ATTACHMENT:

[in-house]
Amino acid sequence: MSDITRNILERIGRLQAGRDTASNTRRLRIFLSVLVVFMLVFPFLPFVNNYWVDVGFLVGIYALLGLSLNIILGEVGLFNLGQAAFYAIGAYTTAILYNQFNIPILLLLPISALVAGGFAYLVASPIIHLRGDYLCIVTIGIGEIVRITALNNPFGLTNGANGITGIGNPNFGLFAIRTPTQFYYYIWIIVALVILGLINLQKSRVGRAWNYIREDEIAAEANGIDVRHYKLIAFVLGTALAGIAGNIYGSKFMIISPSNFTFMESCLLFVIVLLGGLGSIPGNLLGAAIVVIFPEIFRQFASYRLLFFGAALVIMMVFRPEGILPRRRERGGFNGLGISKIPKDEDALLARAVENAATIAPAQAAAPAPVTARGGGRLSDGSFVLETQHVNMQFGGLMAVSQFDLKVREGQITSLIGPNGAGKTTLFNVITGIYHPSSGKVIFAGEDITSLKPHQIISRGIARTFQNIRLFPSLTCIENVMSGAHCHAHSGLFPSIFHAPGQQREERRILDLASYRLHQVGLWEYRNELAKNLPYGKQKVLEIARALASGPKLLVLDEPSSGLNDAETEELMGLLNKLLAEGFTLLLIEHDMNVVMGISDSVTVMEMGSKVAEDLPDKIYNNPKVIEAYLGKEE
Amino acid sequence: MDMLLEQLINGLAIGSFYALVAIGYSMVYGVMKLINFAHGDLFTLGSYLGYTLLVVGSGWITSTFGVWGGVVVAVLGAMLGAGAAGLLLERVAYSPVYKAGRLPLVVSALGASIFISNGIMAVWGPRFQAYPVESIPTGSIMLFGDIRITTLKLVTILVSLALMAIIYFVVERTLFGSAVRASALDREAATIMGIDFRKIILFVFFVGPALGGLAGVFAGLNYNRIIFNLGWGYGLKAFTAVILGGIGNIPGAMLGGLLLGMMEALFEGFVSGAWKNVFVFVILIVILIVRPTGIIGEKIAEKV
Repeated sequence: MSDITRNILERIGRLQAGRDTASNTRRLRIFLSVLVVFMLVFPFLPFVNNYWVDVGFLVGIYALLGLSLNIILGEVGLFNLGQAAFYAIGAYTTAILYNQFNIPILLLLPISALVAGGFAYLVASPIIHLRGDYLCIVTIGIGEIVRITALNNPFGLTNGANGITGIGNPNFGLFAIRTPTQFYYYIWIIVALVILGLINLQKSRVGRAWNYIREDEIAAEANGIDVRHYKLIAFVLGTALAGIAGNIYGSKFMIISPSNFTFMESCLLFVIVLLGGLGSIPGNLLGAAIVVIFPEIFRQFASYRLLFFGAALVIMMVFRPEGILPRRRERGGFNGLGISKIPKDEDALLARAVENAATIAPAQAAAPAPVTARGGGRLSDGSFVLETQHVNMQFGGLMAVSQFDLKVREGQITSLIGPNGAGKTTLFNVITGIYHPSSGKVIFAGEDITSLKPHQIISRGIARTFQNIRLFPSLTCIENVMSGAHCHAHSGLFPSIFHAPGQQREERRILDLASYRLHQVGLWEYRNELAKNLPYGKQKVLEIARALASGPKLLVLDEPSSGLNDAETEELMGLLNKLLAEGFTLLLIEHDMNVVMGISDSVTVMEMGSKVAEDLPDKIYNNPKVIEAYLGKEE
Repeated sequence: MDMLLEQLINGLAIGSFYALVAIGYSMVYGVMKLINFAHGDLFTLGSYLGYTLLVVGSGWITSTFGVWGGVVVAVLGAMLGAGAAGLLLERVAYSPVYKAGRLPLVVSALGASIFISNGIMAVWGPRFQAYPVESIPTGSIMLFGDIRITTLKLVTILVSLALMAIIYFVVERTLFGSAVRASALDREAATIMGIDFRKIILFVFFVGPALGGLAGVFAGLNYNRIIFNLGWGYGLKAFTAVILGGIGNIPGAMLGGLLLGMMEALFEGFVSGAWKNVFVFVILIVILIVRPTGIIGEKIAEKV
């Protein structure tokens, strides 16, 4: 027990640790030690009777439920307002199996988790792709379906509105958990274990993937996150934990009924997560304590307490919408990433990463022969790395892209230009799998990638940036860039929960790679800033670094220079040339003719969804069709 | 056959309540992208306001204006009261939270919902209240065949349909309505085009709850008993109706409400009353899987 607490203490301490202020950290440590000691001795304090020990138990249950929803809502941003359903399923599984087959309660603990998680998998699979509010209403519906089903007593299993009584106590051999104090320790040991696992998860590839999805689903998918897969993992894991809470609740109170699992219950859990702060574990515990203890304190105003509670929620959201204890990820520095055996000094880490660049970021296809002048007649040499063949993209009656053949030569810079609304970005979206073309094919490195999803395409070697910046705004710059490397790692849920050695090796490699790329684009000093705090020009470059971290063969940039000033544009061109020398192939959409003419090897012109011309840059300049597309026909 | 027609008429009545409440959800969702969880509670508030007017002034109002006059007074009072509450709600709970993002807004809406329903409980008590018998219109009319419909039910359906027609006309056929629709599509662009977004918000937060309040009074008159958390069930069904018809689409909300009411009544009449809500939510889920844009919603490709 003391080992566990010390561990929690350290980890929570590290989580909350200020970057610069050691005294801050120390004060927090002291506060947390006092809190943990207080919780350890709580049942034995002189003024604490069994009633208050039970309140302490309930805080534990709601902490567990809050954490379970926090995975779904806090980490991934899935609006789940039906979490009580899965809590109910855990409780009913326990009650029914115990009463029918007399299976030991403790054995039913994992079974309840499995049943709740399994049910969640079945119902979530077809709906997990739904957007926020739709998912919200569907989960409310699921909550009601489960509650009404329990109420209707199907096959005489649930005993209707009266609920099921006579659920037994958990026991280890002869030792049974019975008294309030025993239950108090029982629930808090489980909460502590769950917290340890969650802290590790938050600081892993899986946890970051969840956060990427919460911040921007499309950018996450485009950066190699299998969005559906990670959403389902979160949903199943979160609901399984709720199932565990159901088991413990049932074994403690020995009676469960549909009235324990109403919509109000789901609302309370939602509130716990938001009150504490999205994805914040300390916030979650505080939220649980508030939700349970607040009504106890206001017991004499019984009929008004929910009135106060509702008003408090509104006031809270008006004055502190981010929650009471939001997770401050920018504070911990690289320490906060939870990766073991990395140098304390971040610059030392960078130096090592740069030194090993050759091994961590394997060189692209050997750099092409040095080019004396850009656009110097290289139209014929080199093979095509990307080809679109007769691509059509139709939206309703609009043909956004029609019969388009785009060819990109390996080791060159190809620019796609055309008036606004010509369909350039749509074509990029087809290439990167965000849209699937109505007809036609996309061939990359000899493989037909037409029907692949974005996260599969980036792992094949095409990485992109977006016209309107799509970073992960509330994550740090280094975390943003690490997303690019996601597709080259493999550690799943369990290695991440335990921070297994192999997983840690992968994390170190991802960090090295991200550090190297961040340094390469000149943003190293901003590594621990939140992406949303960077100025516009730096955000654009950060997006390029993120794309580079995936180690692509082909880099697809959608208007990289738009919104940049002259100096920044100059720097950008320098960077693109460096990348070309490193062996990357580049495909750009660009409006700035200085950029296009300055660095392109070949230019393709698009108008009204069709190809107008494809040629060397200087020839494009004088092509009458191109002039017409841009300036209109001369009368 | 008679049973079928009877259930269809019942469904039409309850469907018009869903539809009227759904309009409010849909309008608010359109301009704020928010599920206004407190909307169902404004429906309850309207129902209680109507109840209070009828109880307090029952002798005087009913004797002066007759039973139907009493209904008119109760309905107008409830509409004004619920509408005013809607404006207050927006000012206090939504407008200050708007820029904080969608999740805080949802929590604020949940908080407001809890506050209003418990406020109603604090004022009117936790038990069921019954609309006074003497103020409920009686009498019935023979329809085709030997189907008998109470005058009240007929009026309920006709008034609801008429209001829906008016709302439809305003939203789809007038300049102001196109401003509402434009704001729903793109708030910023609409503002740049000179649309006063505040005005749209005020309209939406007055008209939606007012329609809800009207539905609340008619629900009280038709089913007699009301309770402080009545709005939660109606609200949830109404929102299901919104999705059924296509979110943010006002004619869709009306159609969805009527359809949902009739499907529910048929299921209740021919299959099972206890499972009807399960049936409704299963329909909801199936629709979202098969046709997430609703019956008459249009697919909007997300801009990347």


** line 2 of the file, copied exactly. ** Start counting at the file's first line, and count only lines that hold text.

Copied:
Amino acid sequence: MSDITRNILERIGRLQAGRDTASNTRRLRIFLSVLVVFMLVFPFLPFVNNYWVDVGFLVGIYALLGLSLNIILGEVGLFNLGQAAFYAIGAYTTAILYNQFNIPILLLLPISALVAGGFAYLVASPIIHLRGDYLCIVTIGIGEIVRITALNNPFGLTNGANGITGIGNPNFGLFAIRTPTQFYYYIWIIVALVILGLINLQKSRVGRAWNYIREDEIAAEANGIDVRHYKLIAFVLGTALAGIAGNIYGSKFMIISPSNFTFMESCLLFVIVLLGGLGSIPGNLLGAAIVVIFPEIFRQFASYRLLFFGAALVIMMVFRPEGILPRRRERGGFNGLGISKIPKDEDALLARAVENAATIAPAQAAAPAPVTARGGGRLSDGSFVLETQHVNMQFGGLMAVSQFDLKVREGQITSLIGPNGAGKTTLFNVITGIYHPSSGKVIFAGEDITSLKPHQIISRGIARTFQNIRLFPSLTCIENVMSGAHCHAHSGLFPSIFHAPGQQREERRILDLASYRLHQVGLWEYRNELAKNLPYGKQKVLEIARALASGPKLLVLDEPSSGLNDAETEELMGLLNKLLAEGFTLLLIEHDMNVVMGISDSVTVMEMGSKVAEDLPDKIYNNPKVIEAYLGKEE